Disease emergence favored by water saturated soils; disease is usually introduced to orchards through contaminated soil, water and plants
Control should focus on minimizing soil wetness and saturation by planting trees in well-draining soils; drainage can be improved by levelling soil or installing drainage systems; avoid wetting tree trunks when irrigating; ensure graft union is several centimeters above the soil line when planting trees
Small, powdery white spots on leaves and fruit; spots spread to cover entire leaf; small black fungal fruiting bodies may be visible in the white growth; young leaflets may crinkle as they mature
Disease emergence favored by moderate temperature, poor air circulation around plant and shady conditions
Disease is not severe enough on walnut to warrant control
Small, water-soaked spots on immature fruit which darken and rapidly enlarge; bacterial exudate may be present during wet weather; if infection occurs prior to shell hardening then the kernels shrivel; infections which occur later may cause kernel discoloration but the fungus does not usually invade the kernel; catkins which become infected are are dark and shrivelled; new shoots may also be attacked and lesions may girdle the stem, killing the shoot above; lesions may form on tree bark and may also extend into the pith causing cankers to form; lesions on leaves are brown with a green-yellow perimeter; leaf lesions may coalesce to form large necrotic areas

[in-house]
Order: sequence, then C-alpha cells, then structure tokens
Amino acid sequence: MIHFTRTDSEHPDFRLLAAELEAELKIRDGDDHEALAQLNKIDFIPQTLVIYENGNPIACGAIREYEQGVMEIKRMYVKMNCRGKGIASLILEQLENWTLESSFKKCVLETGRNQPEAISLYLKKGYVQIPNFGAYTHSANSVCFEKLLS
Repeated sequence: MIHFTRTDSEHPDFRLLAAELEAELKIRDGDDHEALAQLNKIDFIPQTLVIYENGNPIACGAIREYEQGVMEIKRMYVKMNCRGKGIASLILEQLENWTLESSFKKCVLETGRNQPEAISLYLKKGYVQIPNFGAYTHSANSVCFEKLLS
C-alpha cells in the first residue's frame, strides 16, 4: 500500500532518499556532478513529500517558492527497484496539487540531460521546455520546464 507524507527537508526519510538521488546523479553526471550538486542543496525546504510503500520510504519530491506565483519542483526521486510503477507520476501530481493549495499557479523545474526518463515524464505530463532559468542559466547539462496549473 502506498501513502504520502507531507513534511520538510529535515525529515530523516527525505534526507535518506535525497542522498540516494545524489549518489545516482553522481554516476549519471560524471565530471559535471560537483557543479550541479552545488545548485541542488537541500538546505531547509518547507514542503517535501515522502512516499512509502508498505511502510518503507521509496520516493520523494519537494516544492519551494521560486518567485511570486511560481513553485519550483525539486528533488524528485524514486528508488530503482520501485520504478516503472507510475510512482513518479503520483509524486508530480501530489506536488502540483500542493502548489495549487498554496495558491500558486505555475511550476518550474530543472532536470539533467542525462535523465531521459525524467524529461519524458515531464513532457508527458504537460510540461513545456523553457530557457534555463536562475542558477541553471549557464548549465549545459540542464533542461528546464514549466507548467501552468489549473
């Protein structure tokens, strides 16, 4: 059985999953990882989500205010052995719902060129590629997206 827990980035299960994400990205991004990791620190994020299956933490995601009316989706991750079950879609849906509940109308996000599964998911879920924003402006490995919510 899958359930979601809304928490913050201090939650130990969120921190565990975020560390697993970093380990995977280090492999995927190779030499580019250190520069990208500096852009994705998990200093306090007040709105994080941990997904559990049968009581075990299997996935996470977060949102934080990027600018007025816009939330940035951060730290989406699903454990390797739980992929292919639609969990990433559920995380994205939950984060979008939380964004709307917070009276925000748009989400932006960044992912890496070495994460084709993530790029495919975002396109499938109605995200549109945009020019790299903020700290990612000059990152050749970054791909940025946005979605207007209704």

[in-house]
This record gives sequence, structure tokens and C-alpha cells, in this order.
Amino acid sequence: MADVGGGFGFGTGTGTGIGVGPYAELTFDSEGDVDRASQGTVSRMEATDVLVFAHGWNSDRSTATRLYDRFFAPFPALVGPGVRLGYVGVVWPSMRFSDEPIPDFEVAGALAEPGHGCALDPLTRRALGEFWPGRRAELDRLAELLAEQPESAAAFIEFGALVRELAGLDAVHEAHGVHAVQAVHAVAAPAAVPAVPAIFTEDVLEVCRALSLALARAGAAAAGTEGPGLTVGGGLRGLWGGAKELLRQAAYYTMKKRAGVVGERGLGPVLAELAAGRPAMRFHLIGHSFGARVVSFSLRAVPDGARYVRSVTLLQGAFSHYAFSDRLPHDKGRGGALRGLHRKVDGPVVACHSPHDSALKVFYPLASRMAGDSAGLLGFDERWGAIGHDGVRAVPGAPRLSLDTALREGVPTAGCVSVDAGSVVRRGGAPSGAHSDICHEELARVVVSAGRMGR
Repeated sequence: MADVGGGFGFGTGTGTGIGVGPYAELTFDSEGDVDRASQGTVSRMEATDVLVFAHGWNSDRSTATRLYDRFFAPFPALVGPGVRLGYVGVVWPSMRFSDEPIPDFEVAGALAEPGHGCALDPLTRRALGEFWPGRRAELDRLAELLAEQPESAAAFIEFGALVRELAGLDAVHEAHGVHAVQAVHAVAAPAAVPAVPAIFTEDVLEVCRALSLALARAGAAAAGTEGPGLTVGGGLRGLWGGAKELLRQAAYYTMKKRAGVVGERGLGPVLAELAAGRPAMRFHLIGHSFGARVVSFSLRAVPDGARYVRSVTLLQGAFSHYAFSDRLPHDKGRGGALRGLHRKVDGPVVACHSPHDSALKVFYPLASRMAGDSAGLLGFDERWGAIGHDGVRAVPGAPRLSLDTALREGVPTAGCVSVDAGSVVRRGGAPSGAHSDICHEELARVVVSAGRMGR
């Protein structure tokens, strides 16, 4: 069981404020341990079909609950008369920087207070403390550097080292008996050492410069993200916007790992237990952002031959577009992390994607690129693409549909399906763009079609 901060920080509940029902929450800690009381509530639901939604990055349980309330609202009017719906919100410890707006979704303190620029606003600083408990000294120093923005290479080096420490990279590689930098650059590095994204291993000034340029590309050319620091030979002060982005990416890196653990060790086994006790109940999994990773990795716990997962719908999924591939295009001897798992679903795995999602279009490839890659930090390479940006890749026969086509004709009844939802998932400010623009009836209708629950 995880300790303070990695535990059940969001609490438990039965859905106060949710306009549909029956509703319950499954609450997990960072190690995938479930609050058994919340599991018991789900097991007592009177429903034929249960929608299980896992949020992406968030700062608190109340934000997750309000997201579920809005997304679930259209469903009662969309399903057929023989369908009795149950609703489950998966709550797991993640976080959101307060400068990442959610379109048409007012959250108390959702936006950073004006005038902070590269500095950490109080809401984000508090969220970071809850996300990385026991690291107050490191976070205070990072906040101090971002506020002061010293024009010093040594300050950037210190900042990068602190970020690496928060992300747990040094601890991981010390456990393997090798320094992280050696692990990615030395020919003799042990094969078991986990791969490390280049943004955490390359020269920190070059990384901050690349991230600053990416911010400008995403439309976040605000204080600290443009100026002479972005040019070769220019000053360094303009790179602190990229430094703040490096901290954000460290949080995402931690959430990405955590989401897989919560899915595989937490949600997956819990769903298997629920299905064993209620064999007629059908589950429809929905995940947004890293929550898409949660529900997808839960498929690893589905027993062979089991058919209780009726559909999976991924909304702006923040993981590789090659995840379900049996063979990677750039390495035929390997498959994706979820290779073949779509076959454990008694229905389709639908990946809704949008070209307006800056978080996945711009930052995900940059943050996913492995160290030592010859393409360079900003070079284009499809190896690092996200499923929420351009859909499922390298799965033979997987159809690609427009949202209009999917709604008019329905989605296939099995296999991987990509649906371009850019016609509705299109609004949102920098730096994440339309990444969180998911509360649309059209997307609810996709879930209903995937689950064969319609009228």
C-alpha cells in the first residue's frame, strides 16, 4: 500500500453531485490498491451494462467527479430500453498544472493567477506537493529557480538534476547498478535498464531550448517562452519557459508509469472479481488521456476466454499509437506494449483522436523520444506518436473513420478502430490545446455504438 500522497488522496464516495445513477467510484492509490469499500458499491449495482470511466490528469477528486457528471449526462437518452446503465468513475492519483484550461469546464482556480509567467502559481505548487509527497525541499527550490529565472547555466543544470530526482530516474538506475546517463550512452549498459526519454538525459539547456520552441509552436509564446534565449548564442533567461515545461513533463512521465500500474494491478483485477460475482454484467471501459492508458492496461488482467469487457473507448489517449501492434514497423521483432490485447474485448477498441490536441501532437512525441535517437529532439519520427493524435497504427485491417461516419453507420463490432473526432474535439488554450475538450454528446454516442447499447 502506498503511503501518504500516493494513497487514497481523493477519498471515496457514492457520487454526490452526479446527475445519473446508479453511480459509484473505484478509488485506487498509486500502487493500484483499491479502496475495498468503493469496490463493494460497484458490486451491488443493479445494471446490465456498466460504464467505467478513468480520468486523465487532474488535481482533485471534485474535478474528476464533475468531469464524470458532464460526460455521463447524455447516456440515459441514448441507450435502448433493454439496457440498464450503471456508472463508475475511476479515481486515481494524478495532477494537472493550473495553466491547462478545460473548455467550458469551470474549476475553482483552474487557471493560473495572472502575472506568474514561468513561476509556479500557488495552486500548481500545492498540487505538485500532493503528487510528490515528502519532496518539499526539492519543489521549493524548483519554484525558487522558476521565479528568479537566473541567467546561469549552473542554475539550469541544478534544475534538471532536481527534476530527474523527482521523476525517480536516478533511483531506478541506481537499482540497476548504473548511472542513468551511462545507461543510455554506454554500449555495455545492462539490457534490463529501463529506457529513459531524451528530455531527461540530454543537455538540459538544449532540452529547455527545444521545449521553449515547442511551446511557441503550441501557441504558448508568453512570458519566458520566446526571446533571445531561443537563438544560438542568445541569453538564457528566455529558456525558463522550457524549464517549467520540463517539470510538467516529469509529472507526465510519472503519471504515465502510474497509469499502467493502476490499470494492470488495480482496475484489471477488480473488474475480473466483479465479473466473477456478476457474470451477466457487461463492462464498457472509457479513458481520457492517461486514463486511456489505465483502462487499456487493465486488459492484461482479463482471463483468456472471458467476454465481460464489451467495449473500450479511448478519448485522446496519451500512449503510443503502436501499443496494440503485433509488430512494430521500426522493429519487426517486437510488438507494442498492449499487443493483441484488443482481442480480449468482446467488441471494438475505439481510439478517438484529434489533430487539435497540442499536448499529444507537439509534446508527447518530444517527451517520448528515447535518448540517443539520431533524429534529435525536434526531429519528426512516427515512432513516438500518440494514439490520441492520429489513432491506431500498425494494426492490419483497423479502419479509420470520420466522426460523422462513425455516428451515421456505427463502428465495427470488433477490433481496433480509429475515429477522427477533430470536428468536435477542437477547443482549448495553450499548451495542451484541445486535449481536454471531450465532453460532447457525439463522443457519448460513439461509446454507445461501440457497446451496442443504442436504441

Bacteria overwinter in dormant buds; following bud break the following year, bacteria infect surrounding leaves and young fruit; emergence of walnut blight is favored by periods of wet weather
The primary method of controlling walnut blight is the application of copper containing bactericides such as Bordeaux mixture; bactericides should be applied weekly to protect new growth during periods of wet weather
Beddes, T., Murray, M., Kuhns, M. & Goodspeed, J. (2011). Walnuts in the home orchard. Utah State University Cooperative Extension. Available at: https://extension.usu.edu/files/publi.... [Accessed 21 April 15]. Free to access
CABI Crop Protection Compendium. (2013). Juglans regia (walnut) datasheet. Available at: http://www.cabi.org/cpc/datasheet/29063. [Accessed 21 April 15]. Paid subscription required.
Jaynes, R. A., Martin, G. C., Shreve, M. L. & Sibbett, G. S. Growing English walnut, pecans and chestnuts. United States Department of Agriculture National Agricultural Library. Available at: http://naldc.nal.usda.gov/naldc/downl.... [Accessed 21 April 15]. Free to access
Burhan Kilich Some of the leaves of the walnut start to dry early July.